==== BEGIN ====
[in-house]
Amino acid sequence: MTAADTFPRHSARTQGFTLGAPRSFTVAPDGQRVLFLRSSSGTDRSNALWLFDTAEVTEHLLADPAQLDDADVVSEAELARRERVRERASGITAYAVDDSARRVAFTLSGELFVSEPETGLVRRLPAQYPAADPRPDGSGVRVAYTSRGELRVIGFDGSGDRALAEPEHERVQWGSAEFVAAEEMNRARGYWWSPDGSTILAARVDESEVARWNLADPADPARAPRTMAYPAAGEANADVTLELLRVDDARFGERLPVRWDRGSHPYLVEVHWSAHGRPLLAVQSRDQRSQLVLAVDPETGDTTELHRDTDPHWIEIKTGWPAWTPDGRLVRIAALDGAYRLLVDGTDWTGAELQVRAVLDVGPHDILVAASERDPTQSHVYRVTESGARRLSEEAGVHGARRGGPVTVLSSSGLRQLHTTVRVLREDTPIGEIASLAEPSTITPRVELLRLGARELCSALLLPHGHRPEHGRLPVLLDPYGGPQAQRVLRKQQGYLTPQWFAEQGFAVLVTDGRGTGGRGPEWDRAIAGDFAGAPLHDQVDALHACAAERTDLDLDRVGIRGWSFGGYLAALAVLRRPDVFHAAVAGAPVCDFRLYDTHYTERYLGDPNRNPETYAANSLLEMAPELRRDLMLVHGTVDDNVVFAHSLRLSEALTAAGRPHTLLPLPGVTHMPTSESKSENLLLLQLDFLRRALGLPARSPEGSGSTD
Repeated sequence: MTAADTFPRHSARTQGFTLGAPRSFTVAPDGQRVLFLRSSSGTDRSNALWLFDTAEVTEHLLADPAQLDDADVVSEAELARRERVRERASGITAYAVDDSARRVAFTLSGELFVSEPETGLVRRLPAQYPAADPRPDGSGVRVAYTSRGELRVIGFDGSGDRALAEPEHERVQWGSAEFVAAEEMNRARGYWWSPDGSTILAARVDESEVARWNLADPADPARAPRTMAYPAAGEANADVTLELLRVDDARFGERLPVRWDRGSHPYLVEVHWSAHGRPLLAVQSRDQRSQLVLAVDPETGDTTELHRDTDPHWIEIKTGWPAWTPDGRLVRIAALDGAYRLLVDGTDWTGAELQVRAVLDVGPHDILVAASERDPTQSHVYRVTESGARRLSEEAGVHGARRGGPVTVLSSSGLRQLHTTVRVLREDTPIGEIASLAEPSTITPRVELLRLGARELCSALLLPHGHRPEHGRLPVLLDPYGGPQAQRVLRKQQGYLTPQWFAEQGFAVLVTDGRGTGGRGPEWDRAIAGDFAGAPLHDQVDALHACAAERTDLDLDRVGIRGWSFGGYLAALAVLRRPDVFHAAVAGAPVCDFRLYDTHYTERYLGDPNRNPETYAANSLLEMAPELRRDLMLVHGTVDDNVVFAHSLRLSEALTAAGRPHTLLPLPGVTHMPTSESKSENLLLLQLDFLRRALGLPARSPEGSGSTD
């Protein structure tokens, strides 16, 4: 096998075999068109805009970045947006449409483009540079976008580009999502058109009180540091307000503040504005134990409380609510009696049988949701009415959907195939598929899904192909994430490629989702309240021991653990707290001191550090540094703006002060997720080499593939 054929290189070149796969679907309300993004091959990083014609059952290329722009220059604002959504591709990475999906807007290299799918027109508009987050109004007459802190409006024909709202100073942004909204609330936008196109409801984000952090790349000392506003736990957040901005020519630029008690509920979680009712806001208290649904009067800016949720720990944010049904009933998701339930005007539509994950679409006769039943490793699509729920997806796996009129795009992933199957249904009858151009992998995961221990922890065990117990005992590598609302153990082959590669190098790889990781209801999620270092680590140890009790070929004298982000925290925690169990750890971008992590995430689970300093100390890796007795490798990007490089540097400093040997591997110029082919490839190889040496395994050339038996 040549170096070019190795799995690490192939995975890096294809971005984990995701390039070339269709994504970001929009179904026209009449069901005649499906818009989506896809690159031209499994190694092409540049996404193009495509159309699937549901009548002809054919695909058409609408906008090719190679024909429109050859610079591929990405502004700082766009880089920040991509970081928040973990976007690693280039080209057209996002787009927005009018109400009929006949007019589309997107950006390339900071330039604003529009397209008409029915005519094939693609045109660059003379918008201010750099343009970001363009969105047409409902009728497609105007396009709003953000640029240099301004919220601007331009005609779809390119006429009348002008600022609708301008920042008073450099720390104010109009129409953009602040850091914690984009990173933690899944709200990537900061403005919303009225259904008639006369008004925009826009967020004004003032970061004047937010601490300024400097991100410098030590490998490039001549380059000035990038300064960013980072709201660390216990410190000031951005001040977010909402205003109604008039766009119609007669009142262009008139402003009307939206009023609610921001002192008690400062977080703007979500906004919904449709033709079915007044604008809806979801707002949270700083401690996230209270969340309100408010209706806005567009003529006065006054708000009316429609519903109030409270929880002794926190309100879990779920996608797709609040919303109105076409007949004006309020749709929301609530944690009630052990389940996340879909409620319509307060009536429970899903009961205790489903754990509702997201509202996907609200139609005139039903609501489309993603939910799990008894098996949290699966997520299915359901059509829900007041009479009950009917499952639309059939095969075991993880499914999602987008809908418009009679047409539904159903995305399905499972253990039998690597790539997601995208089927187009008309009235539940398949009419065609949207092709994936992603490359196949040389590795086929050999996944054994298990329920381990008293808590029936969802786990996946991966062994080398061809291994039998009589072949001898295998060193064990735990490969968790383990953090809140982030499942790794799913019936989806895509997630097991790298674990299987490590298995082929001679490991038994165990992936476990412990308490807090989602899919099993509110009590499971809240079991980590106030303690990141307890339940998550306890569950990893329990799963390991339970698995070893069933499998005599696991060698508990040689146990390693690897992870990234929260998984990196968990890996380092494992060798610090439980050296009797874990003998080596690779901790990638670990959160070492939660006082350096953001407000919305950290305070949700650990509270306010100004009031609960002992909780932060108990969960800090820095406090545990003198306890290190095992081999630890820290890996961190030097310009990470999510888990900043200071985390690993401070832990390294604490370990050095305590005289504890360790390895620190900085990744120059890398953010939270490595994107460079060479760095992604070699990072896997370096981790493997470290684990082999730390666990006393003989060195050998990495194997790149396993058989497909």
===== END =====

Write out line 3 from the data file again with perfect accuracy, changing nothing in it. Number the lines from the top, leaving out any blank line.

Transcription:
Repeated sequence: MTAADTFPRHSARTQGFTLGAPRSFTVAPDGQRVLFLRSSSGTDRSNALWLFDTAEVTEHLLADPAQLDDADVVSEAELARRERVRERASGITAYAVDDSARRVAFTLSGELFVSEPETGLVRRLPAQYPAADPRPDGSGVRVAYTSRGELRVIGFDGSGDRALAEPEHERVQWGSAEFVAAEEMNRARGYWWSPDGSTILAARVDESEVARWNLADPADPARAPRTMAYPAAGEANADVTLELLRVDDARFGERLPVRWDRGSHPYLVEVHWSAHGRPLLAVQSRDQRSQLVLAVDPETGDTTELHRDTDPHWIEIKTGWPAWTPDGRLVRIAALDGAYRLLVDGTDWTGAELQVRAVLDVGPHDILVAASERDPTQSHVYRVTESGARRLSEEAGVHGARRGGPVTVLSSSGLRQLHTTVRVLREDTPIGEIASLAEPSTITPRVELLRLGARELCSALLLPHGHRPEHGRLPVLLDPYGGPQAQRVLRKQQGYLTPQWFAEQGFAVLVTDGRGTGGRGPEWDRAIAGDFAGAPLHDQVDALHACAAERTDLDLDRVGIRGWSFGGYLAALAVLRRPDVFHAAVAGAPVCDFRLYDTHYTERYLGDPNRNPETYAANSLLEMAPELRRDLMLVHGTVDDNVVFAHSLRLSEALTAAGRPHTLLPLPGVTHMPTSESKSENLLLLQLDFLRRALGLPARSPEGSGSTD